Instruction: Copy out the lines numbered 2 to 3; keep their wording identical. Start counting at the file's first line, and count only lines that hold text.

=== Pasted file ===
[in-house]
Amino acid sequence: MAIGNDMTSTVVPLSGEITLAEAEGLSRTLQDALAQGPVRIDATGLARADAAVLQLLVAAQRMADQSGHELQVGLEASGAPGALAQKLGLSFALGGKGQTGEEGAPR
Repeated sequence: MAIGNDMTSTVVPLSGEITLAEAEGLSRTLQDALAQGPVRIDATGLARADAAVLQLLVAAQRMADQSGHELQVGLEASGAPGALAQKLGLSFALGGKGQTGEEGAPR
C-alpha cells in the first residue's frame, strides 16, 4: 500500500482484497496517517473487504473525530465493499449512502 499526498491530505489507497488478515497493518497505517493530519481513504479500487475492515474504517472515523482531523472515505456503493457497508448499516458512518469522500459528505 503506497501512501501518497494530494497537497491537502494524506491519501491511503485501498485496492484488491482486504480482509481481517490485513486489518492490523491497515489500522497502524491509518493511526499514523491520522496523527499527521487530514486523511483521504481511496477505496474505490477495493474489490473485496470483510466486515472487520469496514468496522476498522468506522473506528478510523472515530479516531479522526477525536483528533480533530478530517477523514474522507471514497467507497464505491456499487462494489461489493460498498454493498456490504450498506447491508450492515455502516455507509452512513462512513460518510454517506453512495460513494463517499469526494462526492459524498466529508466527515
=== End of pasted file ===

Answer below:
Amino acid sequence: MAIGNDMTSTVVPLSGEITLAEAEGLSRTLQDALAQGPVRIDATGLARADAAVLQLLVAAQRMADQSGHELQVGLEASGAPGALAQKLGLSFALGGKGQTGEEGAPR
Repeated sequence: MAIGNDMTSTVVPLSGEITLAEAEGLSRTLQDALAQGPVRIDATGLARADAAVLQLLVAAQRMADQSGHELQVGLEASGAPGALAQKLGLSFALGGKGQTGEEGAPR